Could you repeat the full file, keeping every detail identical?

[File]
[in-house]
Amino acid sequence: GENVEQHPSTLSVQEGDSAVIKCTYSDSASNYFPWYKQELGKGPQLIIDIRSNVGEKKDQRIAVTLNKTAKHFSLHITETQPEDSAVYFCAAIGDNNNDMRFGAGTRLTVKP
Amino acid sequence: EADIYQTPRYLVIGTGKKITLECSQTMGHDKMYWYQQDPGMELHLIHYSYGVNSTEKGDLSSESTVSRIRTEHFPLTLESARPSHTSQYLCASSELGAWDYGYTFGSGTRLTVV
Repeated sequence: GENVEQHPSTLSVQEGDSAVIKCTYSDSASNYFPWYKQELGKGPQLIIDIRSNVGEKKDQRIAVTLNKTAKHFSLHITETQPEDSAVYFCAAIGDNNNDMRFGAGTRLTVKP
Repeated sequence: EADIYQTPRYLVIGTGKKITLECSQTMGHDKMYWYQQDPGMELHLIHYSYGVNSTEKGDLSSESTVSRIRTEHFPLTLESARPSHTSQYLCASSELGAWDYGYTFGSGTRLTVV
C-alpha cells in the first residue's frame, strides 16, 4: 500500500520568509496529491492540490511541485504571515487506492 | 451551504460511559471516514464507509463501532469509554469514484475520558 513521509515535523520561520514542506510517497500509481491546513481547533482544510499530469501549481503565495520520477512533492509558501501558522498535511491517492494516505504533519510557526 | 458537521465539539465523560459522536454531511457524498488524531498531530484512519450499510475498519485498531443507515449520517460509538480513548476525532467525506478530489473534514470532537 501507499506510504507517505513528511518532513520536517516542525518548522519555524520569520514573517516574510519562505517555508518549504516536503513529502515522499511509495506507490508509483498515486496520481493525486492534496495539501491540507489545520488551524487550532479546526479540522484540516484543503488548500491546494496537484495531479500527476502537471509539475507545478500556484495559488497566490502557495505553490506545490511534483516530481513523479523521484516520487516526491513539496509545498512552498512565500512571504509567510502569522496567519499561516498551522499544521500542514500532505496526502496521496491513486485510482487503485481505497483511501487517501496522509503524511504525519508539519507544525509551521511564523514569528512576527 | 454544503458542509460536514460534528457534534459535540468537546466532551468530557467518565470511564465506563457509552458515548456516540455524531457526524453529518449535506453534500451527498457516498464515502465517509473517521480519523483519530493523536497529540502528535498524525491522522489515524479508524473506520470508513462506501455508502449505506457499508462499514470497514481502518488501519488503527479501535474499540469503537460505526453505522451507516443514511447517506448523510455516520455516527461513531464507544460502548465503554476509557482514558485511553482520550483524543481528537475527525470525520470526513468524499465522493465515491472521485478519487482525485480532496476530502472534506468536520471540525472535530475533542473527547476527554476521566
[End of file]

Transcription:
[in-house]
Amino acid sequence: GENVEQHPSTLSVQEGDSAVIKCTYSDSASNYFPWYKQELGKGPQLIIDIRSNVGEKKDQRIAVTLNKTAKHFSLHITETQPEDSAVYFCAAIGDNNNDMRFGAGTRLTVKP
Amino acid sequence: EADIYQTPRYLVIGTGKKITLECSQTMGHDKMYWYQQDPGMELHLIHYSYGVNSTEKGDLSSESTVSRIRTEHFPLTLESARPSHTSQYLCASSELGAWDYGYTFGSGTRLTVV
Repeated sequence: GENVEQHPSTLSVQEGDSAVIKCTYSDSASNYFPWYKQELGKGPQLIIDIRSNVGEKKDQRIAVTLNKTAKHFSLHITETQPEDSAVYFCAAIGDNNNDMRFGAGTRLTVKP
Repeated sequence: EADIYQTPRYLVIGTGKKITLECSQTMGHDKMYWYQQDPGMELHLIHYSYGVNSTEKGDLSSESTVSRIRTEHFPLTLESARPSHTSQYLCASSELGAWDYGYTFGSGTRLTVV
C-alpha cells in the first residue's frame, strides 16, 4: 500500500520568509496529491492540490511541485504571515487506492 | 451551504460511559471516514464507509463501532469509554469514484475520558 513521509515535523520561520514542506510517497500509481491546513481547533482544510499530469501549481503565495520520477512533492509558501501558522498535511491517492494516505504533519510557526 | 458537521465539539465523560459522536454531511457524498488524531498531530484512519450499510475498519485498531443507515449520517460509538480513548476525532467525506478530489473534514470532537 501507499506510504507517505513528511518532513520536517516542525518548522519555524520569520514573517516574510519562505517555508518549504516536503513529502515522499511509495506507490508509483498515486496520481493525486492534496495539501491540507489545520488551524487550532479546526479540522484540516484543503488548500491546494496537484495531479500527476502537471509539475507545478500556484495559488497566490502557495505553490506545490511534483516530481513523479523521484516520487516526491513539496509545498512552498512565500512571504509567510502569522496567519499561516498551522499544521500542514500532505496526502496521496491513486485510482487503485481505497483511501487517501496522509503524511504525519508539519507544525509551521511564523514569528512576527 | 454544503458542509460536514460534528457534534459535540468537546466532551468530557467518565470511564465506563457509552458515548456516540455524531457526524453529518449535506453534500451527498457516498464515502465517509473517521480519523483519530493523536497529540502528535498524525491522522489515524479508524473506520470508513462506501455508502449505506457499508462499514470497514481502518488501519488503527479501535474499540469503537460505526453505522451507516443514511447517506448523510455516520455516527461513531464507544460502548465503554476509557482514558485511553482520550483524543481528537475527525470525520470526513468524499465522493465515491472521485478519487482525485480532496476530502472534506468536520471540525472535530475533542473527547476527554476521566